Out-Law News | 27 Nov 2017 | 10:05 am | 1 min. read
Its new control for low carbon levies policy, published alongside the Budget, will restrict the introduction of new subsidies "until the total burden of these costs is forecast to fall in real terms over a sustained period".
New levies may, however, be considered "where they have a net reduction effect on bills and are consistent with the government's energy strategy", according to the document. The wording implies that so-called 'subsidy free' CfDs, under which the guaranteed price for generated low carbon electricity is below the wholesale market price, could still go ahead.
The new policy replaces the previous Levy Control Framework (LCF), which was brought to an end in the 2017 Spring Budget. It will control the extent to which the cost of subsidies such as contracts for difference (CfDs), feed-in tariffs (FiTs) and the Renewables Obligation can be passed on to consumer energy bills.
All previously-announced subsidies will continue to be honoured, including an anticipated £557 million investment in further CfDs by 2020. The next CfD auction is due to take place in spring 2019.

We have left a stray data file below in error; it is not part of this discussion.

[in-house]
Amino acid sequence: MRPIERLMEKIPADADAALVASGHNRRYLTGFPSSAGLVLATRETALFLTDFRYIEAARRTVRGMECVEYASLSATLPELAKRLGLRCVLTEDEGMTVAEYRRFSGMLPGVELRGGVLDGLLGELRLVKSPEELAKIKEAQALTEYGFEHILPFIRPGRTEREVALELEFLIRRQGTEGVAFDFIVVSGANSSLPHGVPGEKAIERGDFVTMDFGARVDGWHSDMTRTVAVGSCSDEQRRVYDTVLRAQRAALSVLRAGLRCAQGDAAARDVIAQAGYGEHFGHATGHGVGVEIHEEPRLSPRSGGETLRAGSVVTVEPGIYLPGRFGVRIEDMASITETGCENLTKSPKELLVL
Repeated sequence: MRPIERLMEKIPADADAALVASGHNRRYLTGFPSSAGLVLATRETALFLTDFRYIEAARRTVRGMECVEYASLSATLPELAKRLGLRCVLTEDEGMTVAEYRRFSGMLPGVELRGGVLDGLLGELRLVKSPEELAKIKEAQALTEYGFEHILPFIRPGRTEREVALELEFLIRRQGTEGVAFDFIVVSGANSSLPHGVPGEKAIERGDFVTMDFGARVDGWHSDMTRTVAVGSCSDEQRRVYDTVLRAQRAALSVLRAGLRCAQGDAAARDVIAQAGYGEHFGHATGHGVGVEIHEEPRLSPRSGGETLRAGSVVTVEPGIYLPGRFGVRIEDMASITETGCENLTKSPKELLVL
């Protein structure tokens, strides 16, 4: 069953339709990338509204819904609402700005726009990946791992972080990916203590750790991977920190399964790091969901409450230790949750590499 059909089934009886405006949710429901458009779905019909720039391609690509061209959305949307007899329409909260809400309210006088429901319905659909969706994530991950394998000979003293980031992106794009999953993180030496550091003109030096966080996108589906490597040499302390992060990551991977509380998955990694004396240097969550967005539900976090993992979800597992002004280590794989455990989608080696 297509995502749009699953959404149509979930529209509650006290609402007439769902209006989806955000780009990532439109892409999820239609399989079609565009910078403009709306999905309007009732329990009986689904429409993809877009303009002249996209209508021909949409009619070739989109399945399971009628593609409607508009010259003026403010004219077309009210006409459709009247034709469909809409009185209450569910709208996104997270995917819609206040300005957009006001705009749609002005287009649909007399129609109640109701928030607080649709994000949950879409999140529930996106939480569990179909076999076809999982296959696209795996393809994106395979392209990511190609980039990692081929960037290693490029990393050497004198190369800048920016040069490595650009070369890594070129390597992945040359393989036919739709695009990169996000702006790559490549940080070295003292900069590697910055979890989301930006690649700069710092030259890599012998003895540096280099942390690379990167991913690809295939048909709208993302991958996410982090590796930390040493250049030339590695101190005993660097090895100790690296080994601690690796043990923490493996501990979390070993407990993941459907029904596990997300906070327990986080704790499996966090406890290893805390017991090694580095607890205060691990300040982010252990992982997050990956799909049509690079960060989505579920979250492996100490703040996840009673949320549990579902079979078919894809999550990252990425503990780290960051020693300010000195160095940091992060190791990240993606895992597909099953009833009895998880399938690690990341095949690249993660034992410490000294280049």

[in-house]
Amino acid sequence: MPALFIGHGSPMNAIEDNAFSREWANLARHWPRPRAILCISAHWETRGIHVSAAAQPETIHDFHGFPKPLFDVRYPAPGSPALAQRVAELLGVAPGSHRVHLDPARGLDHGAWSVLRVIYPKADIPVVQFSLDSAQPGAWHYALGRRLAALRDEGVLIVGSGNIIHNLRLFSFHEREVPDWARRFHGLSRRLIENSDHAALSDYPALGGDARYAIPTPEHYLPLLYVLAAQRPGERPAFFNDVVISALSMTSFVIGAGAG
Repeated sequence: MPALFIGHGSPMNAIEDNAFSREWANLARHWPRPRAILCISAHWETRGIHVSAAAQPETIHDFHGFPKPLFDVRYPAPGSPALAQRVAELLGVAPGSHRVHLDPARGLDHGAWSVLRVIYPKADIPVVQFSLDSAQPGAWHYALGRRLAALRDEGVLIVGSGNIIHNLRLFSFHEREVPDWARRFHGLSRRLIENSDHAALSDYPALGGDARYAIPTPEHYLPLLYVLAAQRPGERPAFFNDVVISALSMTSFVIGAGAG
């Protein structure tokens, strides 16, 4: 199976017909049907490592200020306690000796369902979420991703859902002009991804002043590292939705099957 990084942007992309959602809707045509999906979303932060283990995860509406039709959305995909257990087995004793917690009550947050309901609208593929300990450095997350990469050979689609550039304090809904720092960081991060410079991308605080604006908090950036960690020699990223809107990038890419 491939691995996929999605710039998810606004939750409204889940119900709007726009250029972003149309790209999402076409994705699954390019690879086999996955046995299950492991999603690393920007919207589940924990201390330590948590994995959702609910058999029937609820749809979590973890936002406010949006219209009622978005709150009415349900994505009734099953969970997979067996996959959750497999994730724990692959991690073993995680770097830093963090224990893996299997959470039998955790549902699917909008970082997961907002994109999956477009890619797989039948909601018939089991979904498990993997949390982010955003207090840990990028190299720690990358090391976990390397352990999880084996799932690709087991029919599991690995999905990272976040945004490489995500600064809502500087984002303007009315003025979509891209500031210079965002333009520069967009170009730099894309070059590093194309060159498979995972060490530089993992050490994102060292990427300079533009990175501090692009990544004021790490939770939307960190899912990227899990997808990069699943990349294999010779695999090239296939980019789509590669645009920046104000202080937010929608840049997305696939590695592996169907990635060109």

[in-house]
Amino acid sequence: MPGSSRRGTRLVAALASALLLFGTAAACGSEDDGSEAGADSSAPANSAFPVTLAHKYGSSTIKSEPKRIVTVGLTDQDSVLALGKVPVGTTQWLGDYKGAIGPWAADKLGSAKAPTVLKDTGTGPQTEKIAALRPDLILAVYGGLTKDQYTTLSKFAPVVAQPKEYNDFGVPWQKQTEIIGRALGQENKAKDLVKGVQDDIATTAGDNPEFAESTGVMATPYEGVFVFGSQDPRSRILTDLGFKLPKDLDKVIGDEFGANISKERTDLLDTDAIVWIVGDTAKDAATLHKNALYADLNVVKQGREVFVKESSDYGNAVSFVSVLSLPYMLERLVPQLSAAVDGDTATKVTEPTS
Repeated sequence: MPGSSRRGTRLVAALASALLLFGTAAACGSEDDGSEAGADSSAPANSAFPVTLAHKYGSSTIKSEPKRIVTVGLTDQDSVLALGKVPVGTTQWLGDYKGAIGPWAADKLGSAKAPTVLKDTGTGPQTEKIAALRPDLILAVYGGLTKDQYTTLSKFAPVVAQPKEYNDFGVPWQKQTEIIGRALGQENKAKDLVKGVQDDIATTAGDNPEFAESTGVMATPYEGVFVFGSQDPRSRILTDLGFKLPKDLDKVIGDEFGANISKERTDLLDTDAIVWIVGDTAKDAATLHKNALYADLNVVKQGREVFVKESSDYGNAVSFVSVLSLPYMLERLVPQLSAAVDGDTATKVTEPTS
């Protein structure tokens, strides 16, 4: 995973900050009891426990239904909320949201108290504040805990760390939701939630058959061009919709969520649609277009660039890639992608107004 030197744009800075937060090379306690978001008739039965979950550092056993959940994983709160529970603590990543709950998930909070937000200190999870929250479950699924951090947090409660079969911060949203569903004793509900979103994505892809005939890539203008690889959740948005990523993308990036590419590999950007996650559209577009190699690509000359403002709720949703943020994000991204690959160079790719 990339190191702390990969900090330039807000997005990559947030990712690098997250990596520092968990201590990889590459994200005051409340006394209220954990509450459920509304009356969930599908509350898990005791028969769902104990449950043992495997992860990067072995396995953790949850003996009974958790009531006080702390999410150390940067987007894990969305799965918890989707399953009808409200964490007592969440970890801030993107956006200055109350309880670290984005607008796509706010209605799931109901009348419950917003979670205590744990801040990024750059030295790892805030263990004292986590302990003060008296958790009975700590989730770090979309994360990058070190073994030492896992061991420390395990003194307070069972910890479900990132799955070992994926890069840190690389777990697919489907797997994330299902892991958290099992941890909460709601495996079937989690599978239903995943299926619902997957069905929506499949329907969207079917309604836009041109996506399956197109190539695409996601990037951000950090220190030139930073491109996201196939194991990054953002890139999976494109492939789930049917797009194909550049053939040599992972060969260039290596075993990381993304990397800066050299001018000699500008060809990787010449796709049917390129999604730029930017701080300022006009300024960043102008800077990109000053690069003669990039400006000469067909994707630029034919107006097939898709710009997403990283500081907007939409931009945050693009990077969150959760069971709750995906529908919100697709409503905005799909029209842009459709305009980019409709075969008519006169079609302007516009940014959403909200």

In its Budget document, the government said that it would "continue to support low carbon electricity as it becomes more cost competitive", but that it was also "committed to keeping energy costs as low as possible".
"Therefore, in order to protect consumers, the government will not introduce new low carbon electricity levies until the burden of such costs are falling," it said.
The government intends to maintain the current level of carbon pricing until the use of unabated coal for power generation is phased out in 2025, according to the Budget document. The UK total carbon price is currently around £24 per tonne of CO2, which incorporates the UK carbon price floor of £18 per tonne plus the EU emissions trading system (ETS) cost of around £6 per tonne.